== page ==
Don't waste time quizzing presidential candidates about whether change is good. It's the managers of hotels and convention halls in Washington, D.C., who have the proof.
The presidential inauguration on Jan. 20, 2009, is still a year away, and the guest of honor is unknown, but the hospitality industry already is gearing up for landslide business.
Interest in the official balls and the hundreds of related events spikes any time a new set of players takes office, and this year's extra-long and historic primary season has ratcheted expectations further and faster.
"We're pushing ahead a little earlier than normal," says Colleen Evans of Marriott International's two Ritz-Carlton hotels in the District. "Whichever party wins, it will bring in people who probably have not been your regular customers in the past. So it's a great opportunity for a hotel to become the place to be."
Says Ed Rudzinski, general manager of the Marriott Wardman Park Hotel, "All bets are off as far as the amount of business you will do."
He already has sold all 1,340 rooms during the four-day inaugural period at $350 to $400 a night, and he has booked a pre-inaugural bash for 2,000 revelers.
"This will be my fourth inauguration, and I don't think there has been this much excitement and activity since Clinton's first inauguration," says John Rish, general manager of the Hilton Garden Inn. First inquiries about the inauguration came in October, and the hotel has sold about a third of its 300 rooms.
The inaugurations in 2001 and 2005 boosted January hotel room revenue in the District by about 30%, "and we're anticipating even more significant increases in 2009," says Bill Hanbury, CEO of Washington, D.C., Convention & Tourism Corp.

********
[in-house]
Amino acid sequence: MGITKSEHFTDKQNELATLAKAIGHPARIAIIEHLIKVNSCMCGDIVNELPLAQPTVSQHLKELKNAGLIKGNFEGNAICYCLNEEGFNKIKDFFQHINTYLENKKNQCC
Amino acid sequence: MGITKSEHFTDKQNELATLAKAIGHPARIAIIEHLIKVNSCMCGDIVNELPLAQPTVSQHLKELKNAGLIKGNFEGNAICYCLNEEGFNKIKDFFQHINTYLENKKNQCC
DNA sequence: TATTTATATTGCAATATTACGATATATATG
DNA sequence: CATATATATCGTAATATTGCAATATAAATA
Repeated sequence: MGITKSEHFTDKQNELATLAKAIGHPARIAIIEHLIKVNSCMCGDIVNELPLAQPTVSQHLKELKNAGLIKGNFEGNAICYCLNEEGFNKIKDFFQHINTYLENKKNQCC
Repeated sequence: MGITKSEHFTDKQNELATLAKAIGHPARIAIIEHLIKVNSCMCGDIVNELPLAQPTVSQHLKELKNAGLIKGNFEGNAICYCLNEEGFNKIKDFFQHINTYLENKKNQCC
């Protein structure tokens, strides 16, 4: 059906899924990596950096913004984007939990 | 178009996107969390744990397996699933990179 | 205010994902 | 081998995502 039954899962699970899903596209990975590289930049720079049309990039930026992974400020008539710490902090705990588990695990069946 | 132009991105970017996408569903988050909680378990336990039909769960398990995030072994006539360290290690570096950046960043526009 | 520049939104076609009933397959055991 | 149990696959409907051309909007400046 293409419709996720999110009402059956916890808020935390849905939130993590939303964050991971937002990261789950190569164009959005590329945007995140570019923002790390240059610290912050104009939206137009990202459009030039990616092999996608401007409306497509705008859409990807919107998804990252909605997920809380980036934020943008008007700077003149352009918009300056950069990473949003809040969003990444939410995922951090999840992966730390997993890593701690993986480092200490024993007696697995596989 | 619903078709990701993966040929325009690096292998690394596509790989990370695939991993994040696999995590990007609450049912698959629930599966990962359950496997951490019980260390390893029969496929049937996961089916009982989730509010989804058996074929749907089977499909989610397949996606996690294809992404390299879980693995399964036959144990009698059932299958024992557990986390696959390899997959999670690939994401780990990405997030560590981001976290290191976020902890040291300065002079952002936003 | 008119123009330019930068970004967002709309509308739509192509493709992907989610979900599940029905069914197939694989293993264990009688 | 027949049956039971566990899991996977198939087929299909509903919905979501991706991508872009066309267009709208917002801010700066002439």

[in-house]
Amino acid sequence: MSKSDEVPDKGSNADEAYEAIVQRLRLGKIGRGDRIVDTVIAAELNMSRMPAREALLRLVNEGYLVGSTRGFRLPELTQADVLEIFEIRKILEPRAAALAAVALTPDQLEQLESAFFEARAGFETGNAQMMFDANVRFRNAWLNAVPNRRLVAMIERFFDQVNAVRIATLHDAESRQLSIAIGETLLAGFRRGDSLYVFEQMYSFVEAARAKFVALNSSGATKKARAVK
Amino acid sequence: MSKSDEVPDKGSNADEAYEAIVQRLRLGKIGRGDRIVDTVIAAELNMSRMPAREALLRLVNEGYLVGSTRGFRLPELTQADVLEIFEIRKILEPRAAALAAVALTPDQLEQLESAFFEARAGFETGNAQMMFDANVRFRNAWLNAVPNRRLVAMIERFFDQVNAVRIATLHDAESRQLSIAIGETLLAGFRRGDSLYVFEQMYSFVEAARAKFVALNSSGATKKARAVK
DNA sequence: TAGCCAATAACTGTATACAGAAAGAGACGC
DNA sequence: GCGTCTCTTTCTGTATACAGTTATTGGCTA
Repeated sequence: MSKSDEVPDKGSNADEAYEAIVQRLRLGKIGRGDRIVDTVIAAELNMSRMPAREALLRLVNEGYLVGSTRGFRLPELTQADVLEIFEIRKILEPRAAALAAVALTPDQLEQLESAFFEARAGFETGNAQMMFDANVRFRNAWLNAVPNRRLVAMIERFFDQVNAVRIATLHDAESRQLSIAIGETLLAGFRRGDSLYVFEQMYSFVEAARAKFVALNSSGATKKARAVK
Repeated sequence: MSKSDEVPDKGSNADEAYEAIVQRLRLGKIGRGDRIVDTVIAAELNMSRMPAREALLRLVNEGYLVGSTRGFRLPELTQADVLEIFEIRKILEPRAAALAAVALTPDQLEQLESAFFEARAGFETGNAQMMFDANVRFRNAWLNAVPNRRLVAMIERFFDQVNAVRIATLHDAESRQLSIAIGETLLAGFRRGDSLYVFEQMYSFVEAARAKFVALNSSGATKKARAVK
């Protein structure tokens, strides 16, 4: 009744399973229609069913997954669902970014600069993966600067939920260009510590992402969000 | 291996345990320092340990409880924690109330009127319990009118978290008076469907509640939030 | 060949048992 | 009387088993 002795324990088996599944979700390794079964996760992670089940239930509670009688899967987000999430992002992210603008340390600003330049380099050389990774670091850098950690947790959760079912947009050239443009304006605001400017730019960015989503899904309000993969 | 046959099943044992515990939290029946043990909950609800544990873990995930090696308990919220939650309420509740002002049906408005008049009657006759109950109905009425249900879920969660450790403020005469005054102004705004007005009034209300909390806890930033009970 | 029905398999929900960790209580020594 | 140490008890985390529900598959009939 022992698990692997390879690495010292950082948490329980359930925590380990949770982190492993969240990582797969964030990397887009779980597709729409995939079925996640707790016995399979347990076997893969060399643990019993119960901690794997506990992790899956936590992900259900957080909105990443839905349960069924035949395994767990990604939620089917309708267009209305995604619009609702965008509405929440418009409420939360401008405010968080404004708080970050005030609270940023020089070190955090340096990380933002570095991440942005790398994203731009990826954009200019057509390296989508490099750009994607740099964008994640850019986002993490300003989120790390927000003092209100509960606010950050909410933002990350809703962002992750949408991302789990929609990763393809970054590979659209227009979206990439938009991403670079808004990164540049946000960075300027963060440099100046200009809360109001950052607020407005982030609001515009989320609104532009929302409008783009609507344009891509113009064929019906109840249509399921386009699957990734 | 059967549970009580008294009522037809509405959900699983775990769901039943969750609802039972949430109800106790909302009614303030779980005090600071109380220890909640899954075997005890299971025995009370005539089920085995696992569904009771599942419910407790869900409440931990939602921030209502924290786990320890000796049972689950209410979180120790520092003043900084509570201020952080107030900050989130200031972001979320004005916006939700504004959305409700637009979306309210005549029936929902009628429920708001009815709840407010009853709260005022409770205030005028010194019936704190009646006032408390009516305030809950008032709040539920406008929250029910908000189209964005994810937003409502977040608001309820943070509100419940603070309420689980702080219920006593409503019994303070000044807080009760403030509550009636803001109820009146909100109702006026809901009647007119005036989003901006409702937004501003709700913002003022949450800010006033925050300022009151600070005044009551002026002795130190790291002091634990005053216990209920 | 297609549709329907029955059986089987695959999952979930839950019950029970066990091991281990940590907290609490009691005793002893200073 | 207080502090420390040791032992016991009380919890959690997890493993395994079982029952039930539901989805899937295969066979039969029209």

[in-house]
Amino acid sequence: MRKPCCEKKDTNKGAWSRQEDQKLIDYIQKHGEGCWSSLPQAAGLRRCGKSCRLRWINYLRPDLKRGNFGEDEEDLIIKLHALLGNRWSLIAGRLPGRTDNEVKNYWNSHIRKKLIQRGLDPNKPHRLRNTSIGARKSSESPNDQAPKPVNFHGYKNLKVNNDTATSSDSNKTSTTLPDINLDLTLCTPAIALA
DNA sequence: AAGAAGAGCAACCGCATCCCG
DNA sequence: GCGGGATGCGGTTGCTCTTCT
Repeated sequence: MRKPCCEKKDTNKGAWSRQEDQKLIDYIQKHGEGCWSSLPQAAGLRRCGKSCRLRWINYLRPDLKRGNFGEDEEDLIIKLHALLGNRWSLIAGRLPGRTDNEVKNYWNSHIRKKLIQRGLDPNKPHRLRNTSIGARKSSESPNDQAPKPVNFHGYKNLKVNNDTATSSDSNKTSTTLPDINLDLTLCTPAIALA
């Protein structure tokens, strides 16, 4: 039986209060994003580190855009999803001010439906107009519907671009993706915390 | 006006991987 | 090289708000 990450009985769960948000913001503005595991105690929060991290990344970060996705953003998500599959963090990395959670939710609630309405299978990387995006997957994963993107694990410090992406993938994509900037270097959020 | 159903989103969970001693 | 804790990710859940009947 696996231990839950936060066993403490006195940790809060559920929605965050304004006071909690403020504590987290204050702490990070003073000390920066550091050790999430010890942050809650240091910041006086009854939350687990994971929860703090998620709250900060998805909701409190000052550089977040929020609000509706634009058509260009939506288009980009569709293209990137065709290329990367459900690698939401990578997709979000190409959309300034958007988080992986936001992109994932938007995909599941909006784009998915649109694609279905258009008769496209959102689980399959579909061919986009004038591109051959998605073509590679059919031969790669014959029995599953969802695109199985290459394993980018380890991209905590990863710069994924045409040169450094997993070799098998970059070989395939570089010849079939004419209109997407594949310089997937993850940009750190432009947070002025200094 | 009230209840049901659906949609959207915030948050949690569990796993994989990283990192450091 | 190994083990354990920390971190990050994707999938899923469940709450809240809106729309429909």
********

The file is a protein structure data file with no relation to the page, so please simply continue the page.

The District will have slightly more than 28,000 rooms ready for occupancy by next January, including 126 under construction and 1,000 being renovated at the St. Regis, Donovan House, Liaison and Jefferson hotels, he says.
The major addition in the area will be the 2,000-room, 300-acre Gaylord National Resort and Convention Center, located eight miles south of the city along the Potomac River in Maryland. It will open in April, and its 470,000 square feet of convention space already has been booked for a Jan. 19 gala for 15,000.
"People think mostly of the huge inaugural balls, but there are hundreds and hundreds of special events and special-event venues, and they're already getting interest from around the world," Hanbury says. "Usually they don't have anything until the summer."
Even though expectations are grand, at least one hotel group is tailoring its special packages to reflect concerns about the economy and the environment. The Ritz-Carlton Washington is offering a Politically Correct package that includes four nights in the presidential suite; use of a hybrid limo, organic toiletries and linens; a gourmet all-organic dinner for two; and an outing for 20 people to serve dinner at a shelter for homeless women. A portion of the approximate price tag of $50,000 will be donated to charity.
"We're trying to keep it special but clearly manageable in terms of the price," Evans says.